Winter is around the corner here on the southern tip of Africa, in some areas winter has already arrived with a cold bang! We have some great BDI news to warm you up….
The online guide to the Neuroptera of southern Africa
We have been working on something very exciting over the past little while, the online guide to the Neuroptera (lacewings and antlions) of southern Africa. The insect order Neuroptera, or net-winged insects, includes the lacewings, mantidflies, antlions, and their relatives. The order consists of some 6,000 described species worldwide!
Neuroptera, and within this group especially the family Chrysopidae, are of interest to a large group of entomologists because of their role as predators of pest arthropods (aphids and spidermites) on agricultural plants.
Citizen Scientist Hours
We had some incredible talks during the month of May. If you missed out on any of the Citizen Scientist Hours (CSH), don’t despair, you can catch up on our YouTube Channel.
One of the many excellent talks during our CSH events was by Katy Williams. Katy is a researcher and the Conservation Director of the Cape Leopard Trust in South Africa. Katy will talked about the Leopards in the Western Cape of South Africa. Despite extensive habitat loss, direct persecution, and reduction in prey numbers, leopards have managed to persist in the greater Western Cape region, and now fill the role of apex predator in this ecosystem. Watch the talk to learn more about these survivors, the challenges they face, and the Cape Leopard Trust’s work to ensure their future…..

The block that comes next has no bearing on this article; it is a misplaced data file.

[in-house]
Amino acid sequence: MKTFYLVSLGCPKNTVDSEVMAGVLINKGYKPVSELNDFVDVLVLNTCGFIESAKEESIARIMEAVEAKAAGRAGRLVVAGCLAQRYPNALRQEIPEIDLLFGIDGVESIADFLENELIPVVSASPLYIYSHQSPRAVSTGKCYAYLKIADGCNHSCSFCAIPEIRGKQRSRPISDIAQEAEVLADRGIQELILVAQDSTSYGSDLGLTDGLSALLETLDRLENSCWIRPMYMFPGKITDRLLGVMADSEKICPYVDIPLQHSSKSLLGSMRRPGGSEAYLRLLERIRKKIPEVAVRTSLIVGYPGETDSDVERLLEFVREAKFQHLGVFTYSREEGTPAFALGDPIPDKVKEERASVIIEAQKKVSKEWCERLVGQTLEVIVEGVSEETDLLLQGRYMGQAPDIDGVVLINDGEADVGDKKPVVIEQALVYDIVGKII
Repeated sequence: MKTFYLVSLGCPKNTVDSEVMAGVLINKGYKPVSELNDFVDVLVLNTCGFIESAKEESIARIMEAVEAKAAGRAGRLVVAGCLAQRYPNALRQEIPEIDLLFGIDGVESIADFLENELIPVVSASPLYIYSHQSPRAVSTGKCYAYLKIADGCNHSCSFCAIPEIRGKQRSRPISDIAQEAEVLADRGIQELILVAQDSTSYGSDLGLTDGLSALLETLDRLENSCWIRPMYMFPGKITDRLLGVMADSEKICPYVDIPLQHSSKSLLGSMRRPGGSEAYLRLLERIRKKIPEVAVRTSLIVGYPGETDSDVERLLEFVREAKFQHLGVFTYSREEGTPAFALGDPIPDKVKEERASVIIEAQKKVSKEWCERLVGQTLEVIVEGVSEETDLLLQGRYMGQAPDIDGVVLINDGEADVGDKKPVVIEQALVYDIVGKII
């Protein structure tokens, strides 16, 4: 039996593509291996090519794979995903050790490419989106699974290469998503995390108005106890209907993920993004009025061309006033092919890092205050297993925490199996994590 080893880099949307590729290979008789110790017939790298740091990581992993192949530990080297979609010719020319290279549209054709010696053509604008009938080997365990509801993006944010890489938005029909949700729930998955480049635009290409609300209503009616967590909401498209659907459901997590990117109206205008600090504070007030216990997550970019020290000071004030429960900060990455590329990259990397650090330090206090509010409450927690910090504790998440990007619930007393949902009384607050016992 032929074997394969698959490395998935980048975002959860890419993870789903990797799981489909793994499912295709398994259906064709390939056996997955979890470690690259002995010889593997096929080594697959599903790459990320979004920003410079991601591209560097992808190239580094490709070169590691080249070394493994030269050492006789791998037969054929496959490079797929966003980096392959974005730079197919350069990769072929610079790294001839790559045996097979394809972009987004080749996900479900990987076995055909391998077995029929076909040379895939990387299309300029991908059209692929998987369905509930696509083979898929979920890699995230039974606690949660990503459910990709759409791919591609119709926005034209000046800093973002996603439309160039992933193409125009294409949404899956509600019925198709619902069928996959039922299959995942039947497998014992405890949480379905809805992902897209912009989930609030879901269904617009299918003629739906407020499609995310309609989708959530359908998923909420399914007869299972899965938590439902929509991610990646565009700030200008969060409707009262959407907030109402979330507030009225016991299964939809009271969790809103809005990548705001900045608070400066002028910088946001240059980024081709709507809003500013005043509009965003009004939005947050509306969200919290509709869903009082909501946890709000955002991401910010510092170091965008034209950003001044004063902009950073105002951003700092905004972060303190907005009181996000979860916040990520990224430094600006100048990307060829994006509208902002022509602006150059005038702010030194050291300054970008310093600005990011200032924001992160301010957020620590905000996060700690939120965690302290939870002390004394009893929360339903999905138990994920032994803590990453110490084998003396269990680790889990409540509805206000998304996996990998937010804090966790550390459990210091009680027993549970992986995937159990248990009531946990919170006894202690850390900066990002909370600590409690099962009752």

10,442 records have already been added to species distribution maps in May. Some of the records report the first occurrence of a species in a grid cell. Many of the records “refresh” old records, providing evidence that the species still persists in the grid cell. Asking which class of records is more important is like asking the question: “Is the left wing of the plane more important than the right wing?” We need both types. We only have one day in May left to push the RED dot (see the graph below) for May up to new and dizzying heights!!
Thank you for your support of the Virtual Museum!
In other news…..
The Cape kelp forests have been named one of the Seven Wonders of the World! Described as a shallow underwater jungle more than twice as wide as the Grand Canyon — and a home to millions of creatures, this wonderland beneath the waves lies approximately 17 km south of Cape Town.
Read more here…
You can also watch the following talk on the amazing biodiversity to be found off the coast of Cape Town. Itxaso gives an awesome presentation on her marine biobash adventure, with records from the coast and under the water….